About a decade ago, the trend of flash fiction or micro-stories seized the literary world by storm. The reasoning was that as people did more of their reading via phones and portable computers, they would want shorter, harder-hitting fiction.
Of course, metal was there first.
Heavy metal has a long tradition of making short and fast songs that derive intensity by compressing an idea and then unleashing it like a jack-in-the-box with razor blades for teeth. This tradition spans multiple metal genres and decades.
Generally three and a half minutes is considered the ideal length for a pop song, give or take a half-minute. Many bands, especially in more “serious” genres like AOR, progressive rock, jazz and metal, tend to write five minute or longer songs. Micro-songs on the other hand clock in well under two minutes, often under one.
According to many bands, writing a short song is harder than writing a long one. When the song goes by quickly, song structure is more transparent. There aren’t comforting layers of conventions, like guitar solos and ballady choruses, that can be used to disguise an emptiness within.
It’s just the songwriter versus the void.
Here’s a (brief) run through of heavy metal (and hybrids) who made flash-audio or micro-songs.
Two revelations before listening to this: first, when I first got into music I thought talent and ability were rare; now I realize they’re commonplace, but the ability to apply them in some non-inert interesting way is rare. Second, that metalcore — the mix of metal genres in the post-hardcore style of “contrast without continuity” riffing — borrows almost everything it has from 1980s speed metal.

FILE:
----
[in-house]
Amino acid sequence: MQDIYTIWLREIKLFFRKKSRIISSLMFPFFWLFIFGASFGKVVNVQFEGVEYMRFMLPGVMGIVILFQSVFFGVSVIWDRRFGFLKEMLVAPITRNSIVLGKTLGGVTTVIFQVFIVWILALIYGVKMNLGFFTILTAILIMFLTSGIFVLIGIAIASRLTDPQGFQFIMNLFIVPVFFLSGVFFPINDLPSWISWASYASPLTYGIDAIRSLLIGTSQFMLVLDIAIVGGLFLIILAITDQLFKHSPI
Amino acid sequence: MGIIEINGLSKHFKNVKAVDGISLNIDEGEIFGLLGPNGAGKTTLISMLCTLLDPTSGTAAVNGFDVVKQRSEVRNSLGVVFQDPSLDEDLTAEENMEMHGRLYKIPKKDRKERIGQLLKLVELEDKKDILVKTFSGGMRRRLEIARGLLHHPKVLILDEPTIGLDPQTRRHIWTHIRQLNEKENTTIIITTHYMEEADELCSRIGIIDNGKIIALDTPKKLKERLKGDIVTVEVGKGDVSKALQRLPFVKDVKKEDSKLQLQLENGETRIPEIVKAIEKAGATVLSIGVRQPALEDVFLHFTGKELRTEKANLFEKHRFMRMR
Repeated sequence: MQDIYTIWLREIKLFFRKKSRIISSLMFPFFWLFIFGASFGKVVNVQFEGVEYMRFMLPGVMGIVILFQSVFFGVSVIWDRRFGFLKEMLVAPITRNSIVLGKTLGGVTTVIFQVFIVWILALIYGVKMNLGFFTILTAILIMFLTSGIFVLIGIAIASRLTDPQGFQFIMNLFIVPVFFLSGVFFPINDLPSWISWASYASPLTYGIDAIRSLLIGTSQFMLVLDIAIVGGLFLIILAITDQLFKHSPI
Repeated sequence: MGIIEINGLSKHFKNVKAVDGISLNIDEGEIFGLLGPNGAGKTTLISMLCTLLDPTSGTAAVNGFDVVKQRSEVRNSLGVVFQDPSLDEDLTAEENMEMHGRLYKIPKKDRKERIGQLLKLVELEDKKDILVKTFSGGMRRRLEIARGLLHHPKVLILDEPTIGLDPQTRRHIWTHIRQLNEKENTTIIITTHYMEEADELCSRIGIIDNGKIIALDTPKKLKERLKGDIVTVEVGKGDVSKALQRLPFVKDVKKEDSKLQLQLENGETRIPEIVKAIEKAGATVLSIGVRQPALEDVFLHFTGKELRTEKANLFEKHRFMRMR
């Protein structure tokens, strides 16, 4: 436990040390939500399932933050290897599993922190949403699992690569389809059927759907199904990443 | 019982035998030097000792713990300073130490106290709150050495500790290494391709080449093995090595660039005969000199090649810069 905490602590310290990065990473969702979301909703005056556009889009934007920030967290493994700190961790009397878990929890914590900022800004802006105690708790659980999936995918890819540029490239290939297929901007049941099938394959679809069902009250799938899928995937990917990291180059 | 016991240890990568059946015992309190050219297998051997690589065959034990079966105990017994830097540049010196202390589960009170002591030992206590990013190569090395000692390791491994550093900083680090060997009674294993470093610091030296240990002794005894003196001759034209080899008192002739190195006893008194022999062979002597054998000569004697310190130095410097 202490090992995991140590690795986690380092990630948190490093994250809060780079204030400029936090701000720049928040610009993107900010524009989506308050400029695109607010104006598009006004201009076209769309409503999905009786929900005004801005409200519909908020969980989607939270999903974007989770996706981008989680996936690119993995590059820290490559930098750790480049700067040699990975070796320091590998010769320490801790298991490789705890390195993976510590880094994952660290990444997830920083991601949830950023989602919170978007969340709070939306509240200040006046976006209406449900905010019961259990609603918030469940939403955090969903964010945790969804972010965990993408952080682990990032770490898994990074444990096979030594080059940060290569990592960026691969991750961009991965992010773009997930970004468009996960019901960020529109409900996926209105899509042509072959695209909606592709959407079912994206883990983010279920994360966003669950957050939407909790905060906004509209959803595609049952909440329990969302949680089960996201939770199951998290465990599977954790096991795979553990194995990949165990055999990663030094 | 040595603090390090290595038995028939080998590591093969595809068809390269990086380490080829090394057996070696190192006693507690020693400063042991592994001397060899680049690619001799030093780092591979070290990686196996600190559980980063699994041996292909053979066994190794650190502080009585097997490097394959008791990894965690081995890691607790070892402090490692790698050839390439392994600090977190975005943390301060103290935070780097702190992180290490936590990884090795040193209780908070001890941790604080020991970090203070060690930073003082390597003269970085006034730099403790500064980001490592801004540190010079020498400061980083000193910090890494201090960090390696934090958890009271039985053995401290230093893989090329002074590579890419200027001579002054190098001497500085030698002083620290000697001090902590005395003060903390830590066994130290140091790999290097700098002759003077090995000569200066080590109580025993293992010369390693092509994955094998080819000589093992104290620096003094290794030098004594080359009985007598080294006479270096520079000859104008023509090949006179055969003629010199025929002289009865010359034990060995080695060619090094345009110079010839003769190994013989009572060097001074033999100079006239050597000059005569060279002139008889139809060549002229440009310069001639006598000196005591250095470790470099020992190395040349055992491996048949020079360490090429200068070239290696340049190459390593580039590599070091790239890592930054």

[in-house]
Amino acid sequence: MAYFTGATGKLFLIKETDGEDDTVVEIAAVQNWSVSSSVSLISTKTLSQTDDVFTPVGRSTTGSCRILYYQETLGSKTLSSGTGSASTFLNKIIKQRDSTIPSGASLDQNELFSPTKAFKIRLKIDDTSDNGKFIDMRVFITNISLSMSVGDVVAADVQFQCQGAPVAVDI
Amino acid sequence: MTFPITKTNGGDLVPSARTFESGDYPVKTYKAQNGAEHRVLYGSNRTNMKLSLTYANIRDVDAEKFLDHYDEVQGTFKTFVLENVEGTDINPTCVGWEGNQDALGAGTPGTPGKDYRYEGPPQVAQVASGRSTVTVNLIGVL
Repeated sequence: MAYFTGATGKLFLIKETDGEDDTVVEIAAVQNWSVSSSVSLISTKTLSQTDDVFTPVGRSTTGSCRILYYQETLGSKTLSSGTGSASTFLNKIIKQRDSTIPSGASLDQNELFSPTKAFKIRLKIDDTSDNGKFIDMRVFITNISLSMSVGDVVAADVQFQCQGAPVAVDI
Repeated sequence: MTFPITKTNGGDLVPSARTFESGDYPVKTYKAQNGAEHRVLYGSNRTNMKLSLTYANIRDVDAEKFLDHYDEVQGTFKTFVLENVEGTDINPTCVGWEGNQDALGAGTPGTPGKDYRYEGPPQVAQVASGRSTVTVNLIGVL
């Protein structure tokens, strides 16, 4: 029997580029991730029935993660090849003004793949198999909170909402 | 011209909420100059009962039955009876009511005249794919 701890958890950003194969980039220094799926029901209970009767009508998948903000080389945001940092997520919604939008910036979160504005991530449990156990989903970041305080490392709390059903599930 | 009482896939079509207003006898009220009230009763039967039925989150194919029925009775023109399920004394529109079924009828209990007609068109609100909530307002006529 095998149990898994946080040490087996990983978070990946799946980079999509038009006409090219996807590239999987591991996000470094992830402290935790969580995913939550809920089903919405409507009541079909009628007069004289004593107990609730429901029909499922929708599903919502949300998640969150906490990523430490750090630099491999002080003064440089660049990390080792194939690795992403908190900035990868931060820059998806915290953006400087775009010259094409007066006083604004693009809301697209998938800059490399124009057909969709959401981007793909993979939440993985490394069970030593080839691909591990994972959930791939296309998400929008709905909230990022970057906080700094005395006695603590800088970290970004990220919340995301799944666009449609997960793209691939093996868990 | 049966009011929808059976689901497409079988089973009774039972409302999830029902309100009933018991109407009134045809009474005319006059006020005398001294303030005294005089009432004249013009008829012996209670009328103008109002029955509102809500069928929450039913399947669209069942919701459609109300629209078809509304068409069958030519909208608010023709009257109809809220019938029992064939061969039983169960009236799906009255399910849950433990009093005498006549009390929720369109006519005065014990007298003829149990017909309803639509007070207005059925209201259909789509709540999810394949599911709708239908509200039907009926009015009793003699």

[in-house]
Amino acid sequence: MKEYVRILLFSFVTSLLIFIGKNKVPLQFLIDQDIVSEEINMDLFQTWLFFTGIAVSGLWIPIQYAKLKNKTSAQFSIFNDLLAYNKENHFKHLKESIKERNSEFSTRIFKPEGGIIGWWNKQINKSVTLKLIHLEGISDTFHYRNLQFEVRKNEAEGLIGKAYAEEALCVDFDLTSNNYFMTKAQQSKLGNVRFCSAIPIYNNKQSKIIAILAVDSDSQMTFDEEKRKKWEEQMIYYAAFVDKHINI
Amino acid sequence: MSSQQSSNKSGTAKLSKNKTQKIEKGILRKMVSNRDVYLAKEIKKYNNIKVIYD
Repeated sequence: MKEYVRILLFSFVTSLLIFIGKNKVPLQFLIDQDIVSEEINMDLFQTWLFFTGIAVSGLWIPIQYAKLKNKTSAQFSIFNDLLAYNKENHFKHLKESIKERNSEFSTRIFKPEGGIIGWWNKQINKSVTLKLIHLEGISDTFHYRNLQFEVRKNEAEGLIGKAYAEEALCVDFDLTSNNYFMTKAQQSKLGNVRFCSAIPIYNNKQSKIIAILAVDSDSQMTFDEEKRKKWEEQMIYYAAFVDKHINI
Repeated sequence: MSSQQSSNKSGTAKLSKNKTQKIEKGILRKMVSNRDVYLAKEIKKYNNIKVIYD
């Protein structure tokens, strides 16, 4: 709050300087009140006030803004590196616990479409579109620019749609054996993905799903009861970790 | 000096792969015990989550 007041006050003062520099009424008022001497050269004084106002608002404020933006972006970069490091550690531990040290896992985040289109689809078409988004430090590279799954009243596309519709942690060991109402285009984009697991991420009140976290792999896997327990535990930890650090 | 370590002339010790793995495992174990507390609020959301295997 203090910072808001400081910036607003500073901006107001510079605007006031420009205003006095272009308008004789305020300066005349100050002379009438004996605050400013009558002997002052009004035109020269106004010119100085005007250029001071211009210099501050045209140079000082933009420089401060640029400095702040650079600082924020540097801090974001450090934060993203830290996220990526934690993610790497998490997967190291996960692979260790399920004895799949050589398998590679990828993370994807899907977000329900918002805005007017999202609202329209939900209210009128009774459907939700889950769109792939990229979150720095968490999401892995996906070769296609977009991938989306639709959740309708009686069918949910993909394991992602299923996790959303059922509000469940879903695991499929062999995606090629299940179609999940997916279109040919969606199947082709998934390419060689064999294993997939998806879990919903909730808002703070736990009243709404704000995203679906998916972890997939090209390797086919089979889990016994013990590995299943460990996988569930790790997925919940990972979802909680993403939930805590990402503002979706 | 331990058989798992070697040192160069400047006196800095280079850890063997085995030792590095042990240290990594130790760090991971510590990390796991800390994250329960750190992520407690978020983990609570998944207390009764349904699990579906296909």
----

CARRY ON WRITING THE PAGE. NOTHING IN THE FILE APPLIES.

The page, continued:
Cryogen offer us a highly musical take on metalcore with Continuum, which displays excellent playing abilities, clear songwriting aptitude, and even the rarer ability to present songs in such a way that they are not only emotionally engaging but create a sense of transition that is coherent and not just random emotional outbursts giving way to one another like the rants of officer workers on sitcoms.
What brought us metalcore? A fusion of Meshuggah and The Haunted. Both used speed metal as a basis, but broke down the metal structure of internal riff dialogue and replaced it with the post-hardcore notion that great contrast between riffs to the point of incoherence makes for a better song. What it does is emphasize deconstruction and isolation to the point where the listener’s attention span is destroyed, which makes it easier to compose this way since the requirements are much lower.
Cryogen is best when the speed metal peeks out, or even when the heavy metal parts emerge. With their technical skill, they could easily make a classic heavy metal album. Instead they insist on burdening themselves with surface complexity, which because it must cram in more diverse elements, requires the unifying elements of the song be simplified. The result is very basic chord progressions underlying a pile of textural depth and intensive variation, which means that when you drill down you find your father’s bouncy heavy metal riffs.
I wish this band would knock it off with trying to stay current, and just drift in the direction they clearly want to go, which is in the direction of the first Cynic album. Those songs actually held together, and the core of them was a complex sense of harmony leading to a flexibility in key transition that gave them elegance. Cryogen is sort of the opposite: a lot of styling that is ultimately held back by the musically simplistic core enforced on it by the burden of participating in the great metalcore trend.
Soul Rot shows Disfigurement melding a number of different styles with an attitude of keeping intensity at full speed like a raging death metal band in the Pentacle or Hail of Bullets style. On the surface, this is percussive blasting death metal, but underneath the skin are rich bluesy solos reminiscent of Metallica, melodic riffs off an Amon Amarth album, and varied death metal influences from the late 1990s.
However, at its core, this band hearkens back to the mid-1980s and the collision of speed metal with underground metal that occurred on Bathory’s Blood Fire Death. On that album, charging riffs led songs into full-speed development, then dropped them into rhythmic riffing that recalls the best of Exodus and Nuclear Assault. Here the influences are more from the death metal side, but the speed metal core emerges over time.